Hope for sustainable growth

Stating from the onset that he wants to take a neutral stance on the panel discussion topic of “Buildthen-sell: The impact on property prices”, panellist Kevin Lam, United Overseas Bank (Malaysia) Bhd’s managing director and country head of personal fi nancial services, says his hope is to see sustainable growth for the property sector for the long term.

“I hope all stakeholders will work together to support the long-term sustainable growth of the property market in Malaysia,” he says.

Lam says that, while the intention of the build-then-sell (BTS) system to protect homebuyers is good, there are implications and considerations that must be made before making the BTS compulsory in Malaysia.

During the panel discussion at The Edge Investment Forum on Real Estate 2011 on April 9, Lam acknowledged that the BTS system is being mulled by the government because of concerns over the number of abandoned projects. Figures from the Housing and Local Government Ministry show that as at Dec 31, 2010, there are 271 “ill and late” projects in the country. Lam estimates that there are about 2,000 projects under construction nationwide and based on the Ministry’s fi gures, puts the number of abandoned projects in the country at an estimated 13.5%.

“At face value, 13.5% is quite substantial but are the numbers really that high?” asks Lam.

“I spoke to several developers and was told that even phases in a big project are categorised as “ill and late”. Perhaps there should be more public information that gives a clearer picture as to exactly what kind of projects get abandoned, in what areas, and at what price points. Should we then consider if BTS should apply to only segmented markets or should it be a onesize-fi ts-all solution?”

Lam off ers an alternative to BTS — a segmented approach where homes are marketed after completion of at least 50% to 60%, a system that has been adopted by China.

This will apply to homes for the “heartlanders” of the core population segment, defi ned by income or house value. Heart-landers are genuine buyers buying a home for own stay, he says.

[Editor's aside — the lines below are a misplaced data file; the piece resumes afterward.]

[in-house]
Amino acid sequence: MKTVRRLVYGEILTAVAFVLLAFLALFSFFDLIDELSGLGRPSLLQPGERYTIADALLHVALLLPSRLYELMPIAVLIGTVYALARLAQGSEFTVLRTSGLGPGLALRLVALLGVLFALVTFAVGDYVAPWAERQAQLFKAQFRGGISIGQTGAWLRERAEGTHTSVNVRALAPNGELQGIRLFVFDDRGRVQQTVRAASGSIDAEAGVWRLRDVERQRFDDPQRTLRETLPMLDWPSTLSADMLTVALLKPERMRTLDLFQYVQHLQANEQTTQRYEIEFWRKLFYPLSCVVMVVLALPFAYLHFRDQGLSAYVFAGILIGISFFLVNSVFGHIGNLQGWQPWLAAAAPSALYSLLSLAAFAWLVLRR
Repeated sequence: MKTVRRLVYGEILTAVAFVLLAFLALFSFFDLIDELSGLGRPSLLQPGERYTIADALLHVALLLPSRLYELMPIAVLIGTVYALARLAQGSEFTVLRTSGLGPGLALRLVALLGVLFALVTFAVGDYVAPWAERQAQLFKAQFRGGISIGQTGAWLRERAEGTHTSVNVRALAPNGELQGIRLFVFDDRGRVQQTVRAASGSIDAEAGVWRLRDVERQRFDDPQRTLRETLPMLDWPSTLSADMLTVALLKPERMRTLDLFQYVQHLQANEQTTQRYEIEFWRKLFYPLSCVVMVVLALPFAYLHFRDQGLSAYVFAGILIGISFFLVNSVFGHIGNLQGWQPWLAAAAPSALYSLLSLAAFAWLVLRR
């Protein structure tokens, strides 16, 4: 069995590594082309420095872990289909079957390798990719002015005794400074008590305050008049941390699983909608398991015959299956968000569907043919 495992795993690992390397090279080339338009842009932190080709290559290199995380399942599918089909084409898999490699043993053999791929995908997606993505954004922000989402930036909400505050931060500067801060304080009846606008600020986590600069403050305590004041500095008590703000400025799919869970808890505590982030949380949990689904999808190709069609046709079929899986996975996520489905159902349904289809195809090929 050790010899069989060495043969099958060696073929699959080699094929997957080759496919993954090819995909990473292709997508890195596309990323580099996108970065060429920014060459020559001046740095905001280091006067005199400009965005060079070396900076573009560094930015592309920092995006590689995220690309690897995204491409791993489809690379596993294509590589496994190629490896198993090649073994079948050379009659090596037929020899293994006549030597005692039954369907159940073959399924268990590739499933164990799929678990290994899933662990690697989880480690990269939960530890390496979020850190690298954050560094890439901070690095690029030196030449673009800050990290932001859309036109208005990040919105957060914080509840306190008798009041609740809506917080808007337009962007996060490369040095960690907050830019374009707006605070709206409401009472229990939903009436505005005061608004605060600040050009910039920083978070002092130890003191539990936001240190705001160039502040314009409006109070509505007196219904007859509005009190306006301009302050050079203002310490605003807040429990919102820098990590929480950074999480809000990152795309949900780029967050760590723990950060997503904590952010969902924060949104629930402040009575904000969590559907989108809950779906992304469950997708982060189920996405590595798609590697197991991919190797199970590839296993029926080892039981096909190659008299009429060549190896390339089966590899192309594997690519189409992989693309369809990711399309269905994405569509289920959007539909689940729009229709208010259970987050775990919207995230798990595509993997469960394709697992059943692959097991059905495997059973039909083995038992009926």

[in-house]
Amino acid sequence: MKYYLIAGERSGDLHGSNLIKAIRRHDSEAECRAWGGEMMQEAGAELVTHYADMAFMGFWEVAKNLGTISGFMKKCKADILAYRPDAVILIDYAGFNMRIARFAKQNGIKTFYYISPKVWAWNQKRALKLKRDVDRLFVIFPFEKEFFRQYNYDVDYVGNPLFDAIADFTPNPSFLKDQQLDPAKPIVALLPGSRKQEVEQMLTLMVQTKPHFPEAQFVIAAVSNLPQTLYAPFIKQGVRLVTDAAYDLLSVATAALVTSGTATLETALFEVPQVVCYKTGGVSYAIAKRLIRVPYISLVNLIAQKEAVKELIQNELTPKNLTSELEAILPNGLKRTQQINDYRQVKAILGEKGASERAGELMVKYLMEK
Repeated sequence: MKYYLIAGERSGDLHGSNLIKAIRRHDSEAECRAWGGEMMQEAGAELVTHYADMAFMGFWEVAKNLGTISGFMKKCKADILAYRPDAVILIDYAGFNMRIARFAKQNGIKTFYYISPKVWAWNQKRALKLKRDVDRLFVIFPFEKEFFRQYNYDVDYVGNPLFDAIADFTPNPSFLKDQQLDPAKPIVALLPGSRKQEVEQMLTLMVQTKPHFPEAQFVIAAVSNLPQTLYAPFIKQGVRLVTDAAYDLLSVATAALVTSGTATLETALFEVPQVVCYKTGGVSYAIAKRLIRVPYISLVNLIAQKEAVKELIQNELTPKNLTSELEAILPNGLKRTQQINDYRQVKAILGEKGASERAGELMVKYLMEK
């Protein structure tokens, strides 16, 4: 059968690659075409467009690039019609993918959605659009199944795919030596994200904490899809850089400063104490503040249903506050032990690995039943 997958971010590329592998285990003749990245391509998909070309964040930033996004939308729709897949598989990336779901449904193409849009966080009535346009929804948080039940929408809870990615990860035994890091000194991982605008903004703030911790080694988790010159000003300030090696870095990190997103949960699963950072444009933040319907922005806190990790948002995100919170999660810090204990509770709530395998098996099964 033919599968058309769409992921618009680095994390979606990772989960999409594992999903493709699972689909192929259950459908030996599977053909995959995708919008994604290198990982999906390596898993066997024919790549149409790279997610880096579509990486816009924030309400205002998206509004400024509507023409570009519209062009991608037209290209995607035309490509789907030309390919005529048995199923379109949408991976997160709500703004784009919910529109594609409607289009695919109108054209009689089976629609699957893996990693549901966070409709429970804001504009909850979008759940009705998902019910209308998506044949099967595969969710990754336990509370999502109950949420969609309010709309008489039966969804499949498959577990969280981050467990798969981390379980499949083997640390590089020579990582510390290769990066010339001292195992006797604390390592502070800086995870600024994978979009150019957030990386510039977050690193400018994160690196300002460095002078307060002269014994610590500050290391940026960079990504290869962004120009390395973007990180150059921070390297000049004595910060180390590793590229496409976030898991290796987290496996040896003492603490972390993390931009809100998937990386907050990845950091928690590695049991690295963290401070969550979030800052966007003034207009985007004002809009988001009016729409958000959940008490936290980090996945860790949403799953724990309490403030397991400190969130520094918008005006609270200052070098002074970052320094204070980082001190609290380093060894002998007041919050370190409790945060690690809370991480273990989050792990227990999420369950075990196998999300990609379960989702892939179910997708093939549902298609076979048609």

Adopting the BTS system in the Malaysian housing sector also means shifting the cost of fi nancing and warehousing of the completion risk to developers and bankers.

Developers will be required to have deep pockets and the borrowing margin will have to increase, says Lam. With the current borrowing margin of developers at about 50% to 70%, Lam says developers will face a longer gestation period, which increases risk-based capital under new global banking standards.

He notes that, currently, it takes about three years for a development to be completed and, in some cases, up to another year for the handover.

“That is about a four-year holding period. When the exposure is open for a duration period that is much more than what it is now, it’s likely that the cost of financing to developers will go up and developers will only be able to focus on one project at a time,” adds Lam.

When that happens, he foresees a reduction in supply and changes in property prices in the near term. “Considering the near-term impact of reduced supply and changes in property prices, who will this benefit?” he asks.

Developers and bankers will also have to be much better at development cost projection. This will include land cost, material cost, labour cost and interest cost, which involves financing cost, credit, liquidity, capital and operational cost.

Taking oil prices, which has surpassed US$100 a barrel in the face of political instability in the Middle East, as an example, Lam questions whether it is possible to correctly project its future price due to its volatile nature. He cautions that it is dangerous to attempt a development cost projection based on future prices. In view of the difficulties that will be faced by developers, particularly in cash flow and financing, only the fittest and financially sound developers will survive.
Prudent banks will have to practice risk-based pricing and Lam cannot rule out aggressive pricing due to stiff competition.

He cautions that the market may see a higher rate of abandoned projects due to higher cost of financing, a longer gestation period and variability in construction and bankruptcy due to insufficient cash flow and high gearing.

Lam also suggests Malaysian developers to redevelop older existing properties, a practice termed as “en bloc” development in Singapore, which is widely practised by developers there due to scarcity of land.

“Will en bloc happen in Malaysia soon? If I were a developer or a banker financing a developer, I would consider alternatives to buying a piece of land and building from scratch. I would opt for something with an existing structure and a proven location with fewer approvals to obtain and lower cost,” says Lam.

Concluding his presentation, Lam says considerations should be made regarding implications of the BTS implementation, economics of demand and supply, and other alternatives before going through with the implementation.


This article appeared in City & Country, the property pullout of The Edge Malaysia, Issue 854, Apr 18-24, 2011